40 minutes. “If your eyes are glazing like mine, this is what it’s like to be on the floor of the United States Senate,” Christie interjects. Democracy sucks, yo.
41 minutes. Carson, who led by being silent, complains about not getting more questions. Blitzer asks whom Carson sides with in the Paul and Rubio over different approaches to the war on terror. “I think you have to ask them about that,” Carson says, apparently misunderstanding the question.
45 minutes. Fiorina gets a question about whether Silicon Valley should be forced to cooperate with the FBI to make sure encrypted messages can be accessed. “They do not need to be forced. They need to be asked to bring the best and brightest, the most recent technology to the table,” she says. “But they have not been asked. That’s why it cost billions of dollars to build an Obama website that failed because the private sector wasn’t asked.” Not one of those sentences is true.
48 minutes. Kasich slices the air some more. Maybe his fingers have been glued together.
50 minutes. Blitzer asks Cruz if his recent promise to “carpet bomb ISIS into oblivion” might involve leveling an entire city, like Raqqa, Syria. Cruz doesn’t answer. Blitzer tries again. “You would carpet bomb where ISIS is, not a city, but the location of the troops,” says Cruz, backing away from any commitment to commit a war crime.
57 minutes. Trump gets the do-you-want-to-kill-innocent-civilians question. “I would be very, very firm with families,” he says. “Frankly, that will make people think because they may not care much about their lives, but they do care, believe it or not, about their families’ lives.” That sounds like a yes.
59 minutes. Bush can’t take it. “This is another example of the lack of seriousness,” he says. Soon they are talking over each other, but Bush again holds his own. “Excuse me, am I allowed to finish?” complains Trump. “A little of your own medicine there, Donald,” gloats Bush. No low energy tonight.
63 minutes. Paul tries to get in on the anti-Trump outrage. “If you are going to kill the families of terrorists, realize that there’s something called the Geneva Convention we’re going to have to pull out of. It would defy every norm that is America,” Paul says. Trump’s comeback is vintage Trump. “So, they can kill us, but we can’t kill them?” he says, before explaining his plans to shut down the Internet in “parts of Syria, parts of Iraq.” Someone in the crowd boos. “I just can’t imagine somebody booing,” Trump says. “These are people that want to kill us, folks.” Trumpian.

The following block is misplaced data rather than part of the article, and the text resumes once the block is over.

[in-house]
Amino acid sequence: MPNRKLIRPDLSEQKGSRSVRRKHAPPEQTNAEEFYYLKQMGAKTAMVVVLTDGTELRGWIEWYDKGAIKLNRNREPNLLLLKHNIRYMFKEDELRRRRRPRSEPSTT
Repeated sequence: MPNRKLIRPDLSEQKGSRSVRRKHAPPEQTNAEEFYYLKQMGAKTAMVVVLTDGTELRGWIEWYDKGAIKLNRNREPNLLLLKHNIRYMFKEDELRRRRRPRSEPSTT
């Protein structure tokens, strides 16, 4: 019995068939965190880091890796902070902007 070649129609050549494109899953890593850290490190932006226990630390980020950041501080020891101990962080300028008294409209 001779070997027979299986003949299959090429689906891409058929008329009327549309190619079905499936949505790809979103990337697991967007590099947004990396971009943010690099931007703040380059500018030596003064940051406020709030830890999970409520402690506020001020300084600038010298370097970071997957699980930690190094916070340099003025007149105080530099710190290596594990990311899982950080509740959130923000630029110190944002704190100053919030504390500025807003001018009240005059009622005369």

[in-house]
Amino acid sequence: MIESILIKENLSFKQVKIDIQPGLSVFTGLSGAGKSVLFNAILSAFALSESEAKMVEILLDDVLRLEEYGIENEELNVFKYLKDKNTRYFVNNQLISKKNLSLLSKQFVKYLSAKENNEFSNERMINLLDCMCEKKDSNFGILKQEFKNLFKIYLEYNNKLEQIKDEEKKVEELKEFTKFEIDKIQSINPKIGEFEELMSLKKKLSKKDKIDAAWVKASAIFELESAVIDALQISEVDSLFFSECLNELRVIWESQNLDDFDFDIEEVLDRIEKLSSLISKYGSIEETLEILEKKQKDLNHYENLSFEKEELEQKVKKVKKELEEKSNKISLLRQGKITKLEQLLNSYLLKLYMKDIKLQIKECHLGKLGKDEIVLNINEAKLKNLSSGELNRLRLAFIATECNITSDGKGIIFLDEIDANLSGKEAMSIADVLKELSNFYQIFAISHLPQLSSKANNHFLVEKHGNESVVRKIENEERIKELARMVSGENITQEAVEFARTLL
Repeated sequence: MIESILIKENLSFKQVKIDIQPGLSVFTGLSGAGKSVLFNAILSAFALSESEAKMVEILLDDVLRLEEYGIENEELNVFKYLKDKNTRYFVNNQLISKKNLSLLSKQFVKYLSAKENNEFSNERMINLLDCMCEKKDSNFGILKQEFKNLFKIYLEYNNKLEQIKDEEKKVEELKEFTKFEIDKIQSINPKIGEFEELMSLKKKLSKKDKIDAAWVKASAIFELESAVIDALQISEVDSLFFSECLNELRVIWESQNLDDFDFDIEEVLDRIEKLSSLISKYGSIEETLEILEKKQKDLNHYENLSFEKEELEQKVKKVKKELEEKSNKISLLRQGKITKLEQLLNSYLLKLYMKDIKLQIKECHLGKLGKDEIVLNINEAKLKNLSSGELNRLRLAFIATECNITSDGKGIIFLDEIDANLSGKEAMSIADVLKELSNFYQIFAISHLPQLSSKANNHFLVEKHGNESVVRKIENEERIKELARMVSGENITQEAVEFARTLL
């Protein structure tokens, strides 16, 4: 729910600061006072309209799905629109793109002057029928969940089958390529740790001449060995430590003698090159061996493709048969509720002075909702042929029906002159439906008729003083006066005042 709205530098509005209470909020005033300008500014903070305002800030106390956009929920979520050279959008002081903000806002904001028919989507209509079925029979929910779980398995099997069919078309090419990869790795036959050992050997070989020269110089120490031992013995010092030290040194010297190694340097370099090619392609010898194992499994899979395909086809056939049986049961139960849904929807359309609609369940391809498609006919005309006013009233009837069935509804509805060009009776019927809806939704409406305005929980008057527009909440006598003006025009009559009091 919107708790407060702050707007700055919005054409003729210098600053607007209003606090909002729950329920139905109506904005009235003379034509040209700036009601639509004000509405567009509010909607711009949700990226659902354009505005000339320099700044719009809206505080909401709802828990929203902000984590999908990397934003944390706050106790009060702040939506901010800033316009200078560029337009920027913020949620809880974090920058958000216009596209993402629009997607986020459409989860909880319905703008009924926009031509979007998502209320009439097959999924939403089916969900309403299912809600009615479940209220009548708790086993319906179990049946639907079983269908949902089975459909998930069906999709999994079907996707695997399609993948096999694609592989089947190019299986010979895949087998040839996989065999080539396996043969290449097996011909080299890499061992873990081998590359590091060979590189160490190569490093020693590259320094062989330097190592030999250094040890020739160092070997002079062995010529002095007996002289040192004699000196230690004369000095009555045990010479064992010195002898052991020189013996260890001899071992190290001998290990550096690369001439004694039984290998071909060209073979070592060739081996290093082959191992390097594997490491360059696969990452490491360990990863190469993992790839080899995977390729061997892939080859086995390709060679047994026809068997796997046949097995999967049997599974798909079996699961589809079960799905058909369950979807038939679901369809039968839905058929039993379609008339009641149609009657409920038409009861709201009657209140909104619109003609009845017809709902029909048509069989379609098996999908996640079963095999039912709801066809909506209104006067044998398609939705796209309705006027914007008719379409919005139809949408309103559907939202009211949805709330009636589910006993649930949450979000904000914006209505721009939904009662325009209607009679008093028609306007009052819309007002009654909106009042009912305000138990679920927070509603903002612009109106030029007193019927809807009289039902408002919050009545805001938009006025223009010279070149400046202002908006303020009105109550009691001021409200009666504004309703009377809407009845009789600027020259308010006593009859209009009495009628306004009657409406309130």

69 minutes. Fiorina gets a question about ground troops, and proxy forces, in Syria. She has a quick fortune-cookie response. “First I’ll just point out that talking tough is not the same as being strong,” she says. Then she blames Obama for dismissing a bunch of generals, including David Petraeus, for infidelity, and Stanley McChrystal, for mocking the Vice President. “One of the things I would immediately do, in addition to defeating them here at home, is bring back the warrior class,” she says.
71 minutes. Carson denounces what he calls the “phobia of boots on the ground.” He says, “If our military experts say we need boots on the ground, we should put boots on the ground and recognize that there will be boots on the ground and they’ll be over here, and they’ll be their boots if we don’t get out of there now.” Their boots there or our ground. Get it?
74 minutes. Blitzer goes to the first commercial, which has been a long time coming. “Everyone stand by,” he says. “We’re only just beginning.” Sad, and half true.
76 minutes. The debate resumes with a discussion of the relative merits of brutal dictators. Nobody likes them, but Cruz, and later Trump, suggests they have a beneficial effect of suppressing radical Islam in North Africa and the Middle East. Rubio counters by pointing out that these guys did a lot of really bad things.
78 minutes. Cruz scrambles everyone’s train of thought by saying, “It’s like a purple unicorn. They never exist.” Don’t ask why.
84 minutes. Carson has a metaphor: “No one is ever better off with dictators, but there comes a time, you know, when you’re on an airplane, they always say, ‘In case of an emergency, oxygen masks will drop down. Put yours on first and then administer help to your neighbor.’ We need oxygen right now.” We all do. Fact check: True.